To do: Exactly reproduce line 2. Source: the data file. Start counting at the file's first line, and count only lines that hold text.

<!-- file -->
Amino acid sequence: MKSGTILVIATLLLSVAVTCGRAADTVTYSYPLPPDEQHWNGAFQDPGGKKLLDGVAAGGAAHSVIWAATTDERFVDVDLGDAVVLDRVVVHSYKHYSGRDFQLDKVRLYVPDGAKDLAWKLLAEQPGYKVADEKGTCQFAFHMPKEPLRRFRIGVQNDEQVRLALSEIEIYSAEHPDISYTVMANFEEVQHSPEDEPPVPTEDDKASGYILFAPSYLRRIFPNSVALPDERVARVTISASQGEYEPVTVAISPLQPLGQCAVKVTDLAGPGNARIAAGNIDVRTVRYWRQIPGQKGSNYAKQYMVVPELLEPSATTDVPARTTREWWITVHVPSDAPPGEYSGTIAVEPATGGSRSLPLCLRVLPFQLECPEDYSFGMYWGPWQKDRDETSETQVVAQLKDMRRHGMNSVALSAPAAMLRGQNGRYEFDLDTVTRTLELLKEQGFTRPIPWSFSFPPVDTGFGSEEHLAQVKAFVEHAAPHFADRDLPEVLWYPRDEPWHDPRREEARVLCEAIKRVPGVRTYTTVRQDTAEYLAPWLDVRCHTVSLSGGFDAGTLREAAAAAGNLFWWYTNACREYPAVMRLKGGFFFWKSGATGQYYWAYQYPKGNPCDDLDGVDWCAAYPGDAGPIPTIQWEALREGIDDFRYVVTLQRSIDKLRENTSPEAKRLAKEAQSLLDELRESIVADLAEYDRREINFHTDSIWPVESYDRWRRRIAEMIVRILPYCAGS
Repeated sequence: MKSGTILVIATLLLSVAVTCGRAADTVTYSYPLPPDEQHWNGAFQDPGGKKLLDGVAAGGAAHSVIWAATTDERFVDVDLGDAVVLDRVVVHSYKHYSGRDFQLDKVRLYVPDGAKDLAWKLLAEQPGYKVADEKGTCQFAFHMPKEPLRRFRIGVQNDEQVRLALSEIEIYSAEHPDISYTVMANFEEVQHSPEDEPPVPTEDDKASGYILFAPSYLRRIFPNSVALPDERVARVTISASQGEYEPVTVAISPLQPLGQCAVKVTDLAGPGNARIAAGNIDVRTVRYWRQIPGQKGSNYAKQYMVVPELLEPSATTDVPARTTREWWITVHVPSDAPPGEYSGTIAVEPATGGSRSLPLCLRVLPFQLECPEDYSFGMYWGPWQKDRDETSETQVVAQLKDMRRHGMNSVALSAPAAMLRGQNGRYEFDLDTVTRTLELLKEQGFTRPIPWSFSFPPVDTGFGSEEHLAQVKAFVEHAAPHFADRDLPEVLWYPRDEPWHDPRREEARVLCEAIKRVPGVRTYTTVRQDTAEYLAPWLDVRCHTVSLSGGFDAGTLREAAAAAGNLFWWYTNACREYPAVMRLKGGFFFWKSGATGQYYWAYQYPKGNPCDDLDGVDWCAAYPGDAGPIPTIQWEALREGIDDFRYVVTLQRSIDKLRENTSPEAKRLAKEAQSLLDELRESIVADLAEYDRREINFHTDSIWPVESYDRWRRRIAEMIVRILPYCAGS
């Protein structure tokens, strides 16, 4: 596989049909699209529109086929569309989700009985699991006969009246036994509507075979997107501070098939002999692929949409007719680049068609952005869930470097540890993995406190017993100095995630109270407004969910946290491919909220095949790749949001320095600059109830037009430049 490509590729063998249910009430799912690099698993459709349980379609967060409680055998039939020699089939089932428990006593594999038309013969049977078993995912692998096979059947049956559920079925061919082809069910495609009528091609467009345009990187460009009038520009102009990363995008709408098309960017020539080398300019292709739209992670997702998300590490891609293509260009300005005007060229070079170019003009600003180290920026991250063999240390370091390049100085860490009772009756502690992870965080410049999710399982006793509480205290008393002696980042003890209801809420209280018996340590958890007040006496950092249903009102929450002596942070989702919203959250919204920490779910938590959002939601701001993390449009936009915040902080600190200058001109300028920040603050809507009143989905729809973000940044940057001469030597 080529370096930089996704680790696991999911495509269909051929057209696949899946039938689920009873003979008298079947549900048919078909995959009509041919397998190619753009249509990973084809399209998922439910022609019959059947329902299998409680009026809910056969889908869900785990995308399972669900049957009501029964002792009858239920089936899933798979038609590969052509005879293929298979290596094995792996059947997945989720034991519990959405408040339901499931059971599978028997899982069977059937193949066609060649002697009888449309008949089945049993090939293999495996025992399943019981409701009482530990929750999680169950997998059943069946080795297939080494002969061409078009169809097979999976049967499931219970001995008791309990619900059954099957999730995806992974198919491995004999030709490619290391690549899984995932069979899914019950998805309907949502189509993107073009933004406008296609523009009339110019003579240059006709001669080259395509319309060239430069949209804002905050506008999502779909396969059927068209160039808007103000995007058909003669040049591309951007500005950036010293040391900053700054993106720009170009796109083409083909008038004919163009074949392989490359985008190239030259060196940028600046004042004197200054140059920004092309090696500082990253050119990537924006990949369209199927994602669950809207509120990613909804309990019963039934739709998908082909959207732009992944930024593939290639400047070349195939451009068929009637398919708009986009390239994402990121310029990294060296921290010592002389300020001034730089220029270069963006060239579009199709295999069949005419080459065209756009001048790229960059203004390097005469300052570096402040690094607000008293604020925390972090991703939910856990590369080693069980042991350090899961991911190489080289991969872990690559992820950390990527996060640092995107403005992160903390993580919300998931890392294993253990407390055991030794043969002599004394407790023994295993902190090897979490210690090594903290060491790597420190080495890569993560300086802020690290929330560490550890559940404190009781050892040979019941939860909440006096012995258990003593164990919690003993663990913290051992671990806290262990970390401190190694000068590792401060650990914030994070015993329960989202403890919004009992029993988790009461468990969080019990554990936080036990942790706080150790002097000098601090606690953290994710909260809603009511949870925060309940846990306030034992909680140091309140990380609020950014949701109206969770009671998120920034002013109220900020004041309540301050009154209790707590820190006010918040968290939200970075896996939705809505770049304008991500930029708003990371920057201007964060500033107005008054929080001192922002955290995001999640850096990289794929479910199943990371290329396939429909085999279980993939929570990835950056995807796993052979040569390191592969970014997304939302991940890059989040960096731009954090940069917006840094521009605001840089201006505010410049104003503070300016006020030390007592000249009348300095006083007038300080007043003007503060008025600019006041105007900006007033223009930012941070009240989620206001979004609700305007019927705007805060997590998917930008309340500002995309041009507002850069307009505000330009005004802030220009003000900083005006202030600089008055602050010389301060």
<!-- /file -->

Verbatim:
Repeated sequence: MKSGTILVIATLLLSVAVTCGRAADTVTYSYPLPPDEQHWNGAFQDPGGKKLLDGVAAGGAAHSVIWAATTDERFVDVDLGDAVVLDRVVVHSYKHYSGRDFQLDKVRLYVPDGAKDLAWKLLAEQPGYKVADEKGTCQFAFHMPKEPLRRFRIGVQNDEQVRLALSEIEIYSAEHPDISYTVMANFEEVQHSPEDEPPVPTEDDKASGYILFAPSYLRRIFPNSVALPDERVARVTISASQGEYEPVTVAISPLQPLGQCAVKVTDLAGPGNARIAAGNIDVRTVRYWRQIPGQKGSNYAKQYMVVPELLEPSATTDVPARTTREWWITVHVPSDAPPGEYSGTIAVEPATGGSRSLPLCLRVLPFQLECPEDYSFGMYWGPWQKDRDETSETQVVAQLKDMRRHGMNSVALSAPAAMLRGQNGRYEFDLDTVTRTLELLKEQGFTRPIPWSFSFPPVDTGFGSEEHLAQVKAFVEHAAPHFADRDLPEVLWYPRDEPWHDPRREEARVLCEAIKRVPGVRTYTTVRQDTAEYLAPWLDVRCHTVSLSGGFDAGTLREAAAAAGNLFWWYTNACREYPAVMRLKGGFFFWKSGATGQYYWAYQYPKGNPCDDLDGVDWCAAYPGDAGPIPTIQWEALREGIDDFRYVVTLQRSIDKLRENTSPEAKRLAKEAQSLLDELRESIVADLAEYDRREINFHTDSIWPVESYDRWRRRIAEMIVRILPYCAGS